Once we have children, there are a lot of freedoms we sacrifice. We give up our sleep, our work, and our basic control over our days when they are infants. It’s hard to find balance. As our children grow, there are other things we give up, including, for some women, working life, self-care, and personal dreams.
There is a strong current still out there of the old “ideal” of the self-sacrificing mother.
Messages tell us that it is selfish to value ourselves highly, that our children’s needs and wants are always more important than our own. Especially if we’ve practiced any kind of Attachment parenting (which has many benefits, don’t get me wrong), we bump up against this idea of the exalted self-sacrificing mother.
Is It Really So Exalted?
The rarely-discussed underbelly of the self-sacrificing mom is low self-worth.
As human beings, we all want to be of value, but if you are sacrificing your well-being, you may be disregarding your inherent self-worth to find value only through your children. This is not only a huge disservice to the light within you and the contributions you can make to the world, but it is also harmful to your children.
As parents we teach by example. We know that how we live day-to-day teaches our children far more about our values than what we say. When children see a mom who does not practice self-care, who has no fulfillment outside of caring for them, they learn that model. They do not learn to love themselves, they do not see a model who follows her dreams. They do not see an example of a woman who knows she is worthy.
Self-care = Self-love
We all know the lesson of putting on our own oxygen mask first, but do we practice that? Oxygen to parents like self-care and meaningful goals and contributions should not always be shunted aside. Our children need to learn from our example how to value themselves and care for themselves so that they can live healthy and fulfilled lives.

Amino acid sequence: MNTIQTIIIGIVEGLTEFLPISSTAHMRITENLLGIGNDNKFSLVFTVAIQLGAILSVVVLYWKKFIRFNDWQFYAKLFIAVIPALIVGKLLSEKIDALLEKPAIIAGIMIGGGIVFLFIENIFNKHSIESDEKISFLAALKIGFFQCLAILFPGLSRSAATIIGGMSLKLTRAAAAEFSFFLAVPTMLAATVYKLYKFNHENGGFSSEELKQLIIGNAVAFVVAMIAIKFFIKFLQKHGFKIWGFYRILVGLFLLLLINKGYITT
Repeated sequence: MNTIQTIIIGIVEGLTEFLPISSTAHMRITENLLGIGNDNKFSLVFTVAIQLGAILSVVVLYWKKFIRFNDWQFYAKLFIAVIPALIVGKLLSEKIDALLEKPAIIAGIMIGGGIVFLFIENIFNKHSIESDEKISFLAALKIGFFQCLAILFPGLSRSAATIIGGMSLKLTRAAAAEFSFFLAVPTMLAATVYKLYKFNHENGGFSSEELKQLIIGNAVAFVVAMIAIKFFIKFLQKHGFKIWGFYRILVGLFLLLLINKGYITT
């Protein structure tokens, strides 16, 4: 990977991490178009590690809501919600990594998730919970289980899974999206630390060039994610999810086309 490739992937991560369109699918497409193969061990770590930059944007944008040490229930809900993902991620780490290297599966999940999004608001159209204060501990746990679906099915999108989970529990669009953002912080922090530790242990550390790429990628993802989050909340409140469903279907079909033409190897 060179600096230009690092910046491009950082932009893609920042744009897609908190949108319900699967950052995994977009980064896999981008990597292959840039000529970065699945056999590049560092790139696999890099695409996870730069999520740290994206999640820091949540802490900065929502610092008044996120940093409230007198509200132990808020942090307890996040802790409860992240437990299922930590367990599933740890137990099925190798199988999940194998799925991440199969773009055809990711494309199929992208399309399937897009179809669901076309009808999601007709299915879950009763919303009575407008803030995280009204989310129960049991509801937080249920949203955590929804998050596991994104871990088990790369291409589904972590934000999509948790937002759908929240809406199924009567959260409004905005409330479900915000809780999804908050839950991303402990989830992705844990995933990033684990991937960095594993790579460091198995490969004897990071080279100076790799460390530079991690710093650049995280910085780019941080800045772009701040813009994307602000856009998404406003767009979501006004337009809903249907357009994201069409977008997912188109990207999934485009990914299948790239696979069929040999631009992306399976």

Often it is hard to understand that we cannot give what we do not have. If we do not encourage our own light to shine at it’s brightest, we are offering our children a meager version of ourselves.
If it has been allowed to dim, how do you start shining your own light?
Begin with taking care of yourself. Create a daily practice that is nourishing to your mind, body, and spirit. In my work, I help clients create a yoga habit, but your practice can include other healthy movement plus a bit of time for stillness and reflection.
Practice observing your thoughts and shifting your negative self-talk into words that are caring and kind. Place reminders around your house that uplift you and remind you to nourish your self-worth. Let go of the need to please everyone. Start to ask for help. Carve out time for yourself and enjoy it without guilt.
It’s about balance
As with all things, this is about balance. There are times to put others needs before our own, and that is healthy. But it shouldn’t be all the time. The middle path is the hardest to walk, and it takes a good dose of self-awareness. But with a self-care practice we can build that self-awareness, growing and learning. We are always changing whether we realize it or not. Start to be intentional about where you put your energy and how you grow.
In my work, I see that when we as parents are healthy and thriving, we not only become more vibrant contributors to our worlds, but we also become better parents because we are grounded in self-worth. Give your children the gift of your own self-care.